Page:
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Are Economists Unreasonable About Free Trade?

By May 29, 2008

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A great debate between Robert Driskill - Why Do Economists Make Such Dismal Arguments About Trade? and Greg Mankiw - On The Case For Free Trade. Both pieces are hilighly recommended, along with Anti-Dismal's summary of points made by Mankiw, Driskill, Steven Landsburg and Tim Worstall.

I am a lot less of a "free trade evangelist" than I was 5 years ago. However, my difficulty with free trade differ greatly from Driskill's. Two major points:

  1. There is no such thing as a free trade agreement. As Landsburg has pointed out, a true free-trade agreement could be written on the back of a napkin - "We won't put quotas or tariffs on your products if you won't put quotas or tariffs on our products". But no trade agreement in the history of the world has been like that. Have any economists actually read the Canada - U.S. Free Trade Agreement? The thing runs 230 pages and contains a raft of exemptions and restrictions. I deal with these issues every day (I work for a company that provides international regulatory compliance to the chemical industry) and trade between Canada and the U.S. is hardly free. The term managed trade agreement is more apt. So the big question must be "Is Trade between the U.S. and Canada freer than it was before the agreement?" It may or may not be, the study DID THE CANADA - U.S. FREE TRADE AGREEMENT. AFFECT ECONOMIC INTEGRATION? (PDF) showed that the agreement had at best a modest impact on the economy of either country.


  2. The fact that trade quotas are economically damaging (on average) is intuitive. But are tariffs, necessarily, if they are used as a revenue source by the government? That is, how economically damaging are tariffs to the economy relative to other taxes, such as corporate income taxes? It may be the case that raising tariffs and lowering corporate income taxes may be welfare-improving. The biggest drawback to tariffs is that they may be expensive to enforce and collect (I would love to see data on this). Tariffs are a essentially a sales tax (one targeted to foreign products) and in general sales taxes are far more economically efficient than income taxes. I do not know for sure if raising tariffs and lowering income taxes would be welfare-improving (when also taking into account that other countries would likely respond by raising tariffs on your products) but I certainly cannot rule it out. I would love to see a study on this, but I am not aware of any.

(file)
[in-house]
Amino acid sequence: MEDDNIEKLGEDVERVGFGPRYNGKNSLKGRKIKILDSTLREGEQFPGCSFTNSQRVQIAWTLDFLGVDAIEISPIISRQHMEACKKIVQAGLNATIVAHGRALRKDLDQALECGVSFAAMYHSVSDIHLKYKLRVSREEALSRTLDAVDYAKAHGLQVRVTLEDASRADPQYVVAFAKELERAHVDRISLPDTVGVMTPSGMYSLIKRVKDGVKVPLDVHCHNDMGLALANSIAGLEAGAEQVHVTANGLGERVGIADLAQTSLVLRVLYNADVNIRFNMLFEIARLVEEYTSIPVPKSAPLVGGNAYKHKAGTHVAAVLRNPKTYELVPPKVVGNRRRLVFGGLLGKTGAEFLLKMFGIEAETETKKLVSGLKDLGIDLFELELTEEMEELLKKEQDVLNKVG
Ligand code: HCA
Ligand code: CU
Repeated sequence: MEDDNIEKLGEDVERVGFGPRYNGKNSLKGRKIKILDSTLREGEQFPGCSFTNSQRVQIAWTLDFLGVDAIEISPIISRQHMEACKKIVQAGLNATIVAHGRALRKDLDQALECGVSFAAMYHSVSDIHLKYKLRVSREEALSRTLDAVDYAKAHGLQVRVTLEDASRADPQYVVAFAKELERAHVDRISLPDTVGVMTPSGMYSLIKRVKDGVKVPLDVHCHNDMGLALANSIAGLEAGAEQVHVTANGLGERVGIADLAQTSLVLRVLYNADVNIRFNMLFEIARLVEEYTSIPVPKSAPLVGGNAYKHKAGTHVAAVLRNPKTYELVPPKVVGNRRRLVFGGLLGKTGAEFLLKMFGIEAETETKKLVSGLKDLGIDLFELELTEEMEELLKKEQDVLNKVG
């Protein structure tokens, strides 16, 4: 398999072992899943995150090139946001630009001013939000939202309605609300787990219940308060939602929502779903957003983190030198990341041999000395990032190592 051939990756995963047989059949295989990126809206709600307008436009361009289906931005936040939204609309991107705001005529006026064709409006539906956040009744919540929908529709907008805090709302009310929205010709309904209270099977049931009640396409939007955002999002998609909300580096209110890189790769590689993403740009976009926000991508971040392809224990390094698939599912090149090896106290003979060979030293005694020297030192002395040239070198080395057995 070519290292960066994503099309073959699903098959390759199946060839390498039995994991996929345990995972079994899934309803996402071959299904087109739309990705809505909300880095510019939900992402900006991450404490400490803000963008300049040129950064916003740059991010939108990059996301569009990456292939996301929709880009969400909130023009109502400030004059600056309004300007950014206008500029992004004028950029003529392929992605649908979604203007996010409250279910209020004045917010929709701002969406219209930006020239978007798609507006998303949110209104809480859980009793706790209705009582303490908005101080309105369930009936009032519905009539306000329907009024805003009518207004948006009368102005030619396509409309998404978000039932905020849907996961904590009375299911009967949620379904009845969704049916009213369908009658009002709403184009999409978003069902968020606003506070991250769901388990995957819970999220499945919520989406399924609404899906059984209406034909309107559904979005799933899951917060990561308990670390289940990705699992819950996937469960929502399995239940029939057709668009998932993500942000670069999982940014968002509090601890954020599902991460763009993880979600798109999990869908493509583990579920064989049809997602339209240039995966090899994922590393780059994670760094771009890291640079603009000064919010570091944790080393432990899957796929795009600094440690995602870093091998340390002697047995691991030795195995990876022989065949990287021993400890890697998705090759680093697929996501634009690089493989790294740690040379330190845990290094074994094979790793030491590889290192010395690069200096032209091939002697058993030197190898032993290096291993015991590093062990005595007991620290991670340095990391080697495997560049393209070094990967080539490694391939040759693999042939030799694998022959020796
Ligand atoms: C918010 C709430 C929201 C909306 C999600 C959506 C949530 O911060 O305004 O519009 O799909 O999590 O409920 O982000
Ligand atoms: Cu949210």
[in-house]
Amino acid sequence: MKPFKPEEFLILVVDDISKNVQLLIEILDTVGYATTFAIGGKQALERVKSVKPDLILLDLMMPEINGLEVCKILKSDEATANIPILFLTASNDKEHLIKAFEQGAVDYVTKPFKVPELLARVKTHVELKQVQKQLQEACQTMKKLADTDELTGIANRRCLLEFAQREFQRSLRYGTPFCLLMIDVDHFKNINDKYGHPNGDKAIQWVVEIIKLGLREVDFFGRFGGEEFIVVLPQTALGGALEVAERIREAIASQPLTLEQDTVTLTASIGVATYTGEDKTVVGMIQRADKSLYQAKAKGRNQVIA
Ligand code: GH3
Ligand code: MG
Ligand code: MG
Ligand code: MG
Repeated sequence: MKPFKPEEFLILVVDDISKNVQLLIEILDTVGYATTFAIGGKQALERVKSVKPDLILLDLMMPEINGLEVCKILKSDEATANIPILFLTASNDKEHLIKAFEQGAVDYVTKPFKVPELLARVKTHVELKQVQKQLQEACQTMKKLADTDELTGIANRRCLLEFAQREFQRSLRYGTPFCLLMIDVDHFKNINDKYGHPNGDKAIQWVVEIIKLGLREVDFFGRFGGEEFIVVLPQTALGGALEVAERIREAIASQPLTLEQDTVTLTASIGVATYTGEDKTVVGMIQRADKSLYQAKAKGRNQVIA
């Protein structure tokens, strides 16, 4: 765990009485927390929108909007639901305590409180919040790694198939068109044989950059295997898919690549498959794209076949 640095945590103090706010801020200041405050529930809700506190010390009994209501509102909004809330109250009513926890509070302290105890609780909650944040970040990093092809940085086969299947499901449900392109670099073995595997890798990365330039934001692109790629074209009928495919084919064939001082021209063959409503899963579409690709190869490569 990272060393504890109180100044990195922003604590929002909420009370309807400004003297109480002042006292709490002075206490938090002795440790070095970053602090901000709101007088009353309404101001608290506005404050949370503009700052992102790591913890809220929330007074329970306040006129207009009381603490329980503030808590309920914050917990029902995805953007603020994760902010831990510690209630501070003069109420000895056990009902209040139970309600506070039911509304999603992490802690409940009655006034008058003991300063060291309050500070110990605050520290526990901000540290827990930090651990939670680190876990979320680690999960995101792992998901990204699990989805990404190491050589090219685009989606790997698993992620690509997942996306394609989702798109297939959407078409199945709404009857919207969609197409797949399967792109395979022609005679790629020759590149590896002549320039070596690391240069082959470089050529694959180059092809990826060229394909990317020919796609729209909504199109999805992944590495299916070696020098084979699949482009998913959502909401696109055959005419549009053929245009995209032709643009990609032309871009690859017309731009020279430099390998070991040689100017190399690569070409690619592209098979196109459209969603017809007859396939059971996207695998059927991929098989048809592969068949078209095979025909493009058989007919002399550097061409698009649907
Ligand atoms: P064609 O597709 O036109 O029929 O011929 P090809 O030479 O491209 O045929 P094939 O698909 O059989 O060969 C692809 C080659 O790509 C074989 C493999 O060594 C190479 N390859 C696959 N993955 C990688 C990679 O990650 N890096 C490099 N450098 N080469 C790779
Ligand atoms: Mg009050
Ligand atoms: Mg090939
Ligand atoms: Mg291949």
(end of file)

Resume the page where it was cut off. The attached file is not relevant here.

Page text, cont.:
Comments

May 29, 2008 at 2:11 pm
(1) cynic says:

I have always been a free trader. But as a theoretical matter, if one part of trade is not free, as you suggest, then the arguments for having the rest free are not valid.

May 30, 2008 at 12:38 am
(2) Jon says:

My guess would be that tariffs would be more damaging than the average sales tax because of substitution effects. A domestic product is almost always a perfect substitute for its foreign equivalent, which increases the elasticity of demand for each good. Once that increase in elasticity is factored in, tariffs could possibly be set at optimal levels as part of a complete tax policy. As usual, the key is making sure to set taxes according to elasticity (as well as externalities).

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